The principal goal of the site is to provide consumers with information to which they would not normally have easy access: How sanitary their favorite restaurants and stores are.  The web site's most useful feature is its interactive database of more than 34,000 Louisiana food establishments and records of their sanitation inspections.  The user also has access to a PDF of each sanitation report.  [For some reason, this feature is buried on the web site... you can go to it directly by clicking HERE or find it at the bottom of the "For Consumers" section.]

Transparency here is key.  We are blessed to live in an era of almost limitless information.  Sometimes this abundance of information can be intimidating, but when we get a very user-friendly tool such as Eat Safe Louisiana, we can make the best and most informed choices for ourselves and our loved ones.  
NOTE: We recently updated our website, RedmannLaw.com, to include a section focusing on important and interesting health and safety information.  Our goal here is simply to inform and hopefully provide some helpful and useful info.  Check it out by clicking HERE, and of course, your feedback is welcome.  

Monday, August 8, 2011

Public opinion of Congress at historic low

We're all aware of the recent talks about the debt ceiling in this country and how polarizing these talks have become.  What's surprising is that somehow Americans have come together to reach an overwhelming consensus: We're unhappy with Congress.

A recent New York Times/CBS poll revealed that 82% of Americans disapprove of the job Congress has done.  This is the highest percentage in the history of the poll, which dates back to 1977.

As originally reported by the New York Times: "More than four out of five people surveyed said that the recent debt-ceiling debate was more about gaining political advantage than about doing what is best for the country." (read the rest of the original article here)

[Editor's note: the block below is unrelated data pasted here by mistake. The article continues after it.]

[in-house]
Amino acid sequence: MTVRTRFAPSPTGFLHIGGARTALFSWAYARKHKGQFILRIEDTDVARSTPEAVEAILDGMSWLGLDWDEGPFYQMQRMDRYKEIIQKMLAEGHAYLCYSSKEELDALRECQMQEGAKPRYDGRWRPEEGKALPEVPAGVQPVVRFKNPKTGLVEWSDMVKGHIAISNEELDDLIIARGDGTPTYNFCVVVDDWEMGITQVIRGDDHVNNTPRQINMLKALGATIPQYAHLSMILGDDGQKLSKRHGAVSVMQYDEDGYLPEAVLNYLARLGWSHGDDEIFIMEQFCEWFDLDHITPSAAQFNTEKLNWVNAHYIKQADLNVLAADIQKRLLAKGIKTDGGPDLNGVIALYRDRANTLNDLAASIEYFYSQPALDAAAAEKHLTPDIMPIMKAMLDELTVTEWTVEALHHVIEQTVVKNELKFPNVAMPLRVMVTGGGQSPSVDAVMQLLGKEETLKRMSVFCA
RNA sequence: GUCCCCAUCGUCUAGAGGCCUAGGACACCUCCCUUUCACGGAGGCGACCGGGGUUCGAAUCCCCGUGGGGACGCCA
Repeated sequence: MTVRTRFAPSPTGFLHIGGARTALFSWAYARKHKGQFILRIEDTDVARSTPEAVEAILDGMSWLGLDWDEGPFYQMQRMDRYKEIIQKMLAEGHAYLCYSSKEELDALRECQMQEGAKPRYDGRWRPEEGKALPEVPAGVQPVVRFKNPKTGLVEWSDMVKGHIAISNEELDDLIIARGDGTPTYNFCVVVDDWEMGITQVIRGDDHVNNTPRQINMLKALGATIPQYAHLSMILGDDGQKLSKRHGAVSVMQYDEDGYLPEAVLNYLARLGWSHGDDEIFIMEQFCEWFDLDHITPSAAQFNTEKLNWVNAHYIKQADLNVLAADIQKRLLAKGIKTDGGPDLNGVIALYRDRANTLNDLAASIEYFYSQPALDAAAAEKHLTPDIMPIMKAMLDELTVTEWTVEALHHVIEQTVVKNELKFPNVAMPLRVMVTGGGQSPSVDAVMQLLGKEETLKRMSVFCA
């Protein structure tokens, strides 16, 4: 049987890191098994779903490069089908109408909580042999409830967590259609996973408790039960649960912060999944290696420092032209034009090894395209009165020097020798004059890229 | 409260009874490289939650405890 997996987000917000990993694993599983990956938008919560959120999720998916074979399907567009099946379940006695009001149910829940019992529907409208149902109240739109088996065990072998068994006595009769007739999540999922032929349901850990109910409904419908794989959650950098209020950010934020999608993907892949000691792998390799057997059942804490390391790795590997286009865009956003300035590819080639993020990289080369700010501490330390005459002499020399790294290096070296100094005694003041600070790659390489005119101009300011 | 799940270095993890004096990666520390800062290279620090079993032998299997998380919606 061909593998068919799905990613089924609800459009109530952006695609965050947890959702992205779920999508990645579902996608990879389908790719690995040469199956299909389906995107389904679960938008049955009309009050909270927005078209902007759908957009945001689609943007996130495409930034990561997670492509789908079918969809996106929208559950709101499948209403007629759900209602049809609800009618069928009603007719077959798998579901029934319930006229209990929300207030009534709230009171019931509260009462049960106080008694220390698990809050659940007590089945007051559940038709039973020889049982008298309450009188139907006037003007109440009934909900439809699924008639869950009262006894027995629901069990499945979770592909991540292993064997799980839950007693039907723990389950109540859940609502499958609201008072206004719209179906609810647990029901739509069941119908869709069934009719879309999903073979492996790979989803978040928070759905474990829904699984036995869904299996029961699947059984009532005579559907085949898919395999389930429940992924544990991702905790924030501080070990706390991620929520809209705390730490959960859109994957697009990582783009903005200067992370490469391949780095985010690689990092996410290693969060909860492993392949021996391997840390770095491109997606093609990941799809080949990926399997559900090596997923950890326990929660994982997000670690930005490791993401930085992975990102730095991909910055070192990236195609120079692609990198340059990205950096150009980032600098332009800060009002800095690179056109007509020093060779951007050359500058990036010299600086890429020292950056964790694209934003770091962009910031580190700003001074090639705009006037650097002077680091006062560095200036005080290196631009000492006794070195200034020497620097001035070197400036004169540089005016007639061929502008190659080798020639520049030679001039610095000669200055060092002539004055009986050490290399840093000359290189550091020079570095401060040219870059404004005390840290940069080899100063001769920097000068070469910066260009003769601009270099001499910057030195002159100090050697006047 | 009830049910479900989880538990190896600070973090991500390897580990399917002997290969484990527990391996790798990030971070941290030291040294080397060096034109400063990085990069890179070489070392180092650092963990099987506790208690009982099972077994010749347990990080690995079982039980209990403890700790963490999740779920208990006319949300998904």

These are scary economic times, indeed, and many people fear another recession on the horizon for this country.  What makes it all the more frustrating, I believe, is that most of us can't wrap our heads around what's really going on and how it should be fixed.  This is, of course, why we elect leaders - to work toward solving problems we can't.  But people are becoming more and more frustrated and disenchanted with the way Congress is handling this problem, politicizing potential solutions and using them to strengthen each party's agenda.  It is incredibly disheartening; we elect our leaders to show vision for the future, not to spend time divvying up blame and credit for the past.

Among other interesting findings in the poll was this: 63% of Americans believe that households with an annual income of at least $250,000 should see increased taxes to lower the deficit.  This is an interesting development, as nearly two out of every three Americans think that those fortunate enough to be blessed with more should consequently give more back to their country.

I'm not sure any of us knows an easy answer, or that one even exists.  But one thing is certain: It's time our leaders in Congress stop bickering and have an intelligent, sensible conversation about where we are, how we got here, and we're going to go from here.